Israel's Sa'ar slams rival Bennett on final election day
Israel's New Hope leader Gideon Sa'ar hit out at Yamina chairman Naftali Bennett on Twitter on Monday - the final day of the campaigning for the 2021 general election.
It comes after Bennett released an official document ruling out any prospect of Yamina joining a government led by Yair Lapid's centrist Yesh Atid party.
The announcement comes after an agreement between right-wingers Sa'ar and Bennett for both parties to not join the opposition.
Sa'ar was reportedly angered by the public statement, which he views as a sign of an alliance between Bennett and Prime Minister Benjamin Netanyahu.
Sa'ar broke away from Netanyahu's Likud party earlier this year to form New Hope, once seen as the main right-wing competitor to the prime minister before it plunged in the polls.
"It is now completely clear: a few metres before the finish line, Bennett collapsed straight into Netanyahu's arms. And further spiced up the collapse in a day of lies and spins from the house of the creator of his master," wrote Saar on Twitter.
"Failed in leadership. Failed to stand under pressure. Only great New Hope - will bring change and replace Netanyahu," he continued.
Bennett had previously mocked Netanyahu for suggesting the two parties sign a letter rejecting the prospect of a joining Lapid-led government, The Jerusalem Post reported.
Sa'ar is further embarrassed by the release of a "fake poll" by Yamina, which suggested the New Hope party would not secure the required votes to cross the electoral threshold, the Israeli daily added.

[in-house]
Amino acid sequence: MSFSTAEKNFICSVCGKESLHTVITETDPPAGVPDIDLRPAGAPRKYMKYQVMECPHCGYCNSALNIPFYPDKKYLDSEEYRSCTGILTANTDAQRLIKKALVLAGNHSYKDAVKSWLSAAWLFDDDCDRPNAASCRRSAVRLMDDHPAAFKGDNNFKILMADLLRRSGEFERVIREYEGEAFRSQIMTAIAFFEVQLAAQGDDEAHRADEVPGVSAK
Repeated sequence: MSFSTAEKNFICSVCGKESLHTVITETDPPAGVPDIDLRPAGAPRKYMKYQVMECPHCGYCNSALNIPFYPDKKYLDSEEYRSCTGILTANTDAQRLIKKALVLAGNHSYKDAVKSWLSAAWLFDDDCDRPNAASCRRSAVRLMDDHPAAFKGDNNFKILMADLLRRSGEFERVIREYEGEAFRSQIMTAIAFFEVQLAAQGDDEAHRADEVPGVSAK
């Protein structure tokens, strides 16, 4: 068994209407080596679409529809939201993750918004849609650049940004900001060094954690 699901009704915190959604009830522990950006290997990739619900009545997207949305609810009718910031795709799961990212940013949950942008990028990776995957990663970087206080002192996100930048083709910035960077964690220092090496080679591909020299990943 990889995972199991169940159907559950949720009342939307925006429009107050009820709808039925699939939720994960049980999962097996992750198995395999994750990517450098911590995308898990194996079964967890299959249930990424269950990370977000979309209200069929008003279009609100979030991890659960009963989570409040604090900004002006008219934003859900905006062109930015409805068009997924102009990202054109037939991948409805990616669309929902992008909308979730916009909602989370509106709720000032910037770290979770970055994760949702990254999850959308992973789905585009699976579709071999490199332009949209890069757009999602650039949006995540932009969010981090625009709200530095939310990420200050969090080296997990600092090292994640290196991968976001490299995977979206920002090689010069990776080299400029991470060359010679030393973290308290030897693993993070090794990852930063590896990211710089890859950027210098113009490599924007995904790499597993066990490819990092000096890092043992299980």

Responding to Sa'ar criticism, associates of Bennett said the only important part of the letter was the Yamina chairman's promise not to form a government using the votes of the United Arab List party, led by Mansour Abbas.
"I do not want to lambast a person when his down. We will have to work together. I don't wish to go to any personal areas," Bennett told Ynet.
He went on to stress that his only concern is ousting Netanyahu, but added that it will be the public who decides this.
Lapid - the leading opposition party in the polls - brushed off Bennett's letter, claiming that they were not concerned.
"There is a difference between Bennett on TV and radio and Bennett in private," Lapid told state broadcaster KAN Radio.
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Likud, headed by Benjamin Netanyahu, also released a statement regarding the letter.
"Bennett continues to avoid promising what we have been asking him for weeks. He needs to rule out any government in which Lapid will take part. Whoever votes Likud will get Bennett in a stable, right-wing government. Whoever votes Bennett will get Bennett in a government with Lapid," said the statement.
Israelis will head to the polls on Tuesday - the fourth election in two years.